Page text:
A good starting point are the building blocks of a well-functioning modern society: the implementation of the rule of law, free and fair elections, a multi-party system, a free press, an independent justice, religious freedom, respect of minorities, sustainable economic policies to the benefit of all, good education opportunities, etc.
A good starting point are the building blocks of a well-functioning modern society: the implementation of the rule of law, free and fair elections, a multi-party system, a free press, an independent justice, religious freedom, respect of minorities, sustainable economic policies to the benefit of all, good education opportunities, etc. In other words: a system build on accountability, checks and balances that assures human progress and prosperity for all with respect of individual freedom and rights. With the implementation of those building blocks, peace follows either as a precondition or as a matter of course. Without them, the risk of tension, conflict and war become a serious threat.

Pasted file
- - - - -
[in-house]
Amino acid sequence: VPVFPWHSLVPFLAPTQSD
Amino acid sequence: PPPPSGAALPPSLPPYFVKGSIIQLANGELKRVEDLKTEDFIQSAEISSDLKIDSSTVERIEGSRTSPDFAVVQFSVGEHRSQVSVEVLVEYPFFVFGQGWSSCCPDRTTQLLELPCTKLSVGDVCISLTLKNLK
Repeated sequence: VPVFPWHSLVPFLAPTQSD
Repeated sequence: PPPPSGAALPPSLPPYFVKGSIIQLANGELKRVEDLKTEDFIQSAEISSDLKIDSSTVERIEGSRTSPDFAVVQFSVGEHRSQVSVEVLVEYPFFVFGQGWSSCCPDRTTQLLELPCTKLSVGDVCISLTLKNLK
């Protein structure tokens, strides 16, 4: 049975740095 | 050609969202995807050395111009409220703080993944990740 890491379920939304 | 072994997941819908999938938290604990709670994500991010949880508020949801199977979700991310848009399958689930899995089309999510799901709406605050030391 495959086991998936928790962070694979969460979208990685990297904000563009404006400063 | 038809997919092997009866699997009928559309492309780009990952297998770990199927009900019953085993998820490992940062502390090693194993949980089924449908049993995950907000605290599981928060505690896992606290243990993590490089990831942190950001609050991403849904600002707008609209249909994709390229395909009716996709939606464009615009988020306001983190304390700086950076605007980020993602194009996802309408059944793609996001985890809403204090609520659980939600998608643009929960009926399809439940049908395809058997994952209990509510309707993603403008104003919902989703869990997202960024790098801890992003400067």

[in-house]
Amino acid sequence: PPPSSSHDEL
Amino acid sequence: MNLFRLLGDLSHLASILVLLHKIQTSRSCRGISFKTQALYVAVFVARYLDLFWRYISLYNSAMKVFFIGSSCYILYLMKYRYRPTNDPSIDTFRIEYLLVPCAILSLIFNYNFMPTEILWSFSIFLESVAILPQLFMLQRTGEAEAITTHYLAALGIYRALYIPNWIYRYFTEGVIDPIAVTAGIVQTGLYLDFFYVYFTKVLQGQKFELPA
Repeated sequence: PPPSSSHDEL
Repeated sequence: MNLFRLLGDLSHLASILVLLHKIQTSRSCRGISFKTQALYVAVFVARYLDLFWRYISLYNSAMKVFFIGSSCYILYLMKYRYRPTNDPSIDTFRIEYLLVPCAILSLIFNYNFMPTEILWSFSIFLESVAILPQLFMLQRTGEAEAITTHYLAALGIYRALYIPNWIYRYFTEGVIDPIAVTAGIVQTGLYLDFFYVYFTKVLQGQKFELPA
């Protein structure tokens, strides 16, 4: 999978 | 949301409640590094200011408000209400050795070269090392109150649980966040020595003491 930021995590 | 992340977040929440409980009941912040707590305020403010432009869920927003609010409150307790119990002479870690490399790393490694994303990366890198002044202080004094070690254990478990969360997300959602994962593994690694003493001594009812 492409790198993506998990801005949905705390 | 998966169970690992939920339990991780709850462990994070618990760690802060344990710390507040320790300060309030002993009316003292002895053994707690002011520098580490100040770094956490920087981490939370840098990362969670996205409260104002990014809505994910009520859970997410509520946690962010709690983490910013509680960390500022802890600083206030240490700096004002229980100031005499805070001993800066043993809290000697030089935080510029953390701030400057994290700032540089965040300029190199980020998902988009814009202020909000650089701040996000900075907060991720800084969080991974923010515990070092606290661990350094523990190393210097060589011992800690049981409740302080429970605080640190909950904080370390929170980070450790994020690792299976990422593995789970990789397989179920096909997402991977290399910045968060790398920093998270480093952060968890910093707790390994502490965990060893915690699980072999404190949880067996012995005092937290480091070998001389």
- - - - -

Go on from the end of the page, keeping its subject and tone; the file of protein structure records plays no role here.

A fair number of the world’s two hundred states, represented at the UN, are to varying degrees close or narrowing the gap to enjoy such an enviable status. With a variety of implementation of those criteria depending on local history, geography, economic progress and culture, countries represent a colourful and interesting, though uneven, mosaic. It follows there is no “one size fits all” magic formula or ideology for accountability.
My central point.